Graphics: The Telegraph
India's external affairs ministry yesterday rejected Assam chief minister Tarun Gogoi’s suggestion that India was thinking of allowing Bangladeshi nationals entry without visa if they were aged over 70 or under 10, a Kolkata newspaper reported.
Gogoi made the allegation at two media briefings in three days.
A loosely worded summary of a key foreign ministry meeting may have left the Narendra Modi government fighting allegations of facilitating illegal immigration from Bangladesh, Ironically, it’s a charge PM Modi is better known for levelling at others than for facing himself, according to The Telegraph.
"We have seen reports regarding a decision on the entry of Bangladesh citizens into India without visas," foreign ministry spokesperson Syed Akbaruddin told The Telegraph.
"We want to clarify that no such decision has been taken, nor is any such proposal under consideration."
India has been contemplating a visa-on-arrival plan for select Bangladeshi visitors since January last year, when the Congress-led United Progressive Alliance was in power.
Indian and Bangladeshi officials insist that the old plan, with minor tweaks, is the sole plan they have been discussing ahead of foreign minister Sushma Swaraj’s first foreign trip, to Dhaka on June 25, reported Telegraph.
But the summary record of a meeting chaired by foreign secretary Sujatha Singh refers to the visa relaxation suggestion as an idea for “grant of visa-free entry” to select Bangladeshis. The phrase, a blooper, has left the Modi government scalded.
“I have record of the move (visa-free entry),” Gogoi said today. “I am totally opposed to it.”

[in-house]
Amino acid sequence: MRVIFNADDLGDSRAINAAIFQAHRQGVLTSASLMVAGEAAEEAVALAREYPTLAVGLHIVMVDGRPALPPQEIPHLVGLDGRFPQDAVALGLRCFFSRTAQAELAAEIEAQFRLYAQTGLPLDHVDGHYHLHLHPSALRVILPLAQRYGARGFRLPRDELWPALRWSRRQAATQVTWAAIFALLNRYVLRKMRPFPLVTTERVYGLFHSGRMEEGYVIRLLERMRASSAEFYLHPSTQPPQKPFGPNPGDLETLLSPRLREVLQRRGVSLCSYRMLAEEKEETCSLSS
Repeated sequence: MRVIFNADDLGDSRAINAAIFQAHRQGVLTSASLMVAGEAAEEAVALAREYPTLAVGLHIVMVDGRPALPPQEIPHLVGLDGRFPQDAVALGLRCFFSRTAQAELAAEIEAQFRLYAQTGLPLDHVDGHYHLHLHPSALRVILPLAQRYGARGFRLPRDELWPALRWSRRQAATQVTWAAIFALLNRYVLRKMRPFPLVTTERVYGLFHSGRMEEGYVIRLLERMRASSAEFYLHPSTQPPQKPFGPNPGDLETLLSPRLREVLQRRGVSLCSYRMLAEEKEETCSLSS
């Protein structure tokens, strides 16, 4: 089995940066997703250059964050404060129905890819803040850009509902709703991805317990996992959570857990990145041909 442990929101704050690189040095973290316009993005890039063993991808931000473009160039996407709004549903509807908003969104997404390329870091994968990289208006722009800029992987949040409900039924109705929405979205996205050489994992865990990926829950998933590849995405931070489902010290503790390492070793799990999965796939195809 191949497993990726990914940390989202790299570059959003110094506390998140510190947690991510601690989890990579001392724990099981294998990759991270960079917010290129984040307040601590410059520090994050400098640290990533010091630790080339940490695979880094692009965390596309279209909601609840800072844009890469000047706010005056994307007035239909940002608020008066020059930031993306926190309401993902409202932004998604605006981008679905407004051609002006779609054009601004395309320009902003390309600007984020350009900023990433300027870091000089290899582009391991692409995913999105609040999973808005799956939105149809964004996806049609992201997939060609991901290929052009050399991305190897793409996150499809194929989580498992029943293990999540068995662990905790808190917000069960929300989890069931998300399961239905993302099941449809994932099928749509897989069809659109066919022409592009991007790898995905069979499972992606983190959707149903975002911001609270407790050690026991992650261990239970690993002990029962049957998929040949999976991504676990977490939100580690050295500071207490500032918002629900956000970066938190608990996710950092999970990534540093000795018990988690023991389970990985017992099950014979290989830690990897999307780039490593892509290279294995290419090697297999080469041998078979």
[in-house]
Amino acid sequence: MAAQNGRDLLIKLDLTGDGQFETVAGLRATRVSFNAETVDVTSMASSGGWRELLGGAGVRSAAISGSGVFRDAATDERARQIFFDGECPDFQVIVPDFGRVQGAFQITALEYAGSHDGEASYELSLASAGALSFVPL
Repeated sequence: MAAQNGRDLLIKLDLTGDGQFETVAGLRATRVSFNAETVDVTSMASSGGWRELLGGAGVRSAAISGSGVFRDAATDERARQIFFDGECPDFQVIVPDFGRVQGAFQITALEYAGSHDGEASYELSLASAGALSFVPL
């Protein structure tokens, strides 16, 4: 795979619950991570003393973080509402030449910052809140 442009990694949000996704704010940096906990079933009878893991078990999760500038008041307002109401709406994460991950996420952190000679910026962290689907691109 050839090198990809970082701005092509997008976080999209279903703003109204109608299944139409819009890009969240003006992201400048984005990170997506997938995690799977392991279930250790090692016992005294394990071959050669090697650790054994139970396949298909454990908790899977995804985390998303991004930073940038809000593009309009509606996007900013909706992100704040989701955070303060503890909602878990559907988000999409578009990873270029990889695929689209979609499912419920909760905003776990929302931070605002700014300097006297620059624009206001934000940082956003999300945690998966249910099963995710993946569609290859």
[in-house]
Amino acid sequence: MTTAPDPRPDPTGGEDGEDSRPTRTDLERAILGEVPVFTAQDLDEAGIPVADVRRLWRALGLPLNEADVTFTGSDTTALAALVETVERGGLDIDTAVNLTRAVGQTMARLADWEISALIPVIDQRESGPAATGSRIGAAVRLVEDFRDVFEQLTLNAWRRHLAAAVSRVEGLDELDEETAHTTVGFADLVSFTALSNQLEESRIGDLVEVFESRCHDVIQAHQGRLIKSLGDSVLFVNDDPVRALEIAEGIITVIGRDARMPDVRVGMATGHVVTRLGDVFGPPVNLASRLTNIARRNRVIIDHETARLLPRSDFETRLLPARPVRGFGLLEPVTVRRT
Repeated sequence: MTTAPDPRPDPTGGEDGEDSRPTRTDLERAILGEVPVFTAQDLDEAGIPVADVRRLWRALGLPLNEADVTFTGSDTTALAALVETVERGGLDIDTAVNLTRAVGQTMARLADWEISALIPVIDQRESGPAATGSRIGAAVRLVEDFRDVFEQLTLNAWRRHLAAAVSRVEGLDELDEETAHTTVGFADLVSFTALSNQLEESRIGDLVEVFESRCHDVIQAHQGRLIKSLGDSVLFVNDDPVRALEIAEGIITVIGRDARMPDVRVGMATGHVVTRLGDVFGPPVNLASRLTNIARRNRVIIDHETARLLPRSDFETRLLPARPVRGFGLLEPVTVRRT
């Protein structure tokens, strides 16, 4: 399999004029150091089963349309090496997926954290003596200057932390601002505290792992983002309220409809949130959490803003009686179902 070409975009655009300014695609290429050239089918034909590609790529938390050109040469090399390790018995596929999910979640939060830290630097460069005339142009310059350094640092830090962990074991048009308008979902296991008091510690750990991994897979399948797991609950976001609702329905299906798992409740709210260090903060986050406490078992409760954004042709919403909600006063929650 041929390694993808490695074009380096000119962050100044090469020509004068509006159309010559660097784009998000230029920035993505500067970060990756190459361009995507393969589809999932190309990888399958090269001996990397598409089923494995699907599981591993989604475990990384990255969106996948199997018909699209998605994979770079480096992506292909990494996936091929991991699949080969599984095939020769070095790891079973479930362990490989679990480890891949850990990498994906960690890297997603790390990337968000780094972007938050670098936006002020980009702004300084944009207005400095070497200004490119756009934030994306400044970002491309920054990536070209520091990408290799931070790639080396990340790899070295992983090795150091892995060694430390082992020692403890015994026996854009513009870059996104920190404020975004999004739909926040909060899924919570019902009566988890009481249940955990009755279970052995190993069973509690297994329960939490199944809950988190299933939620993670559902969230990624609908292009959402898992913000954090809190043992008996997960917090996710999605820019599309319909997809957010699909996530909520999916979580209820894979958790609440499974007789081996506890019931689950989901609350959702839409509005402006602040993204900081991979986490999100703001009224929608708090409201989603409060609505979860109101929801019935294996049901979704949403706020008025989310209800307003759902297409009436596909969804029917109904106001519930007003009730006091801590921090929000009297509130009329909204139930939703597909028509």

Modi, while campaigning in Bengal and in Assam, had repeatedly accused the Congress of allowing illegal Bangladeshi immigrants into India. He even suggested that rhinos were being killed in Assam to create space for these immigrants.
In at least two campaign speeches, Modi had warned illegal Bangladeshi immigrants that they would need to return once he came to power.
“It is a complete U-turn by the BJP on the influx issue,” Gogoi said.
But the “record” he referred to are the minutes of an inter-ministerial meeting on June 11, held to bounce ideas around ahead of Swaraj’s Dhaka trip.
Among those who attended it were the secretaries of several ministries, including environment, water resources, railway, human resource development, home and finance, officials said. Also present were representatives of governments from states bordering Bangladesh, including Assam’s additional chief secretary, HS Das.
The minutes of the meeting were sent to all of them, including Das, as is routine. The foreign office clarified yesterday that it had not written any letter to Gogoi.
Among the many suggestions that came up at the meeting, officials said, was one for visa-on-arrival for Bangladeshis aged below 18 or over 65, in line with the earlier UPA plan that was never implemented.
At the June 11 meeting, a reluctant home ministry stalled the proposal. The foreign ministry then tried to dilute the proposal by suggesting the age limits be revised to 70 and 10 years.
The Assam government rejected the proposal at the meeting. The foreign ministry, officials said, incorporated Assam’s rejection in the minutes to indicate to the recipients that the suggestion had not been accepted by the participants and so could not be taken forward.
But Gogoi wasn’t willing to accept the foreign ministry’s version.
“First they (the foreign office) pushed for visa-free entry to those below 18 and above 65. Now they are suggesting the same for those below 10 and above 70,” Gogoi said.
“We are opposed to both, though I have no problem with the on-arrival-visa proposal.”
For Gogoi, the opportunity to paint the BJP as lax on infiltration is too sweet to skip. The BJP won seven of the 14 seats in Assam in the recent Lok Sabha elections, its highest tally ever.
The Congress only won three seats. Modi’s aggressive campaigning on illegal Bangladeshi immigrants, many believe, played a key role in boosting his party’s performance.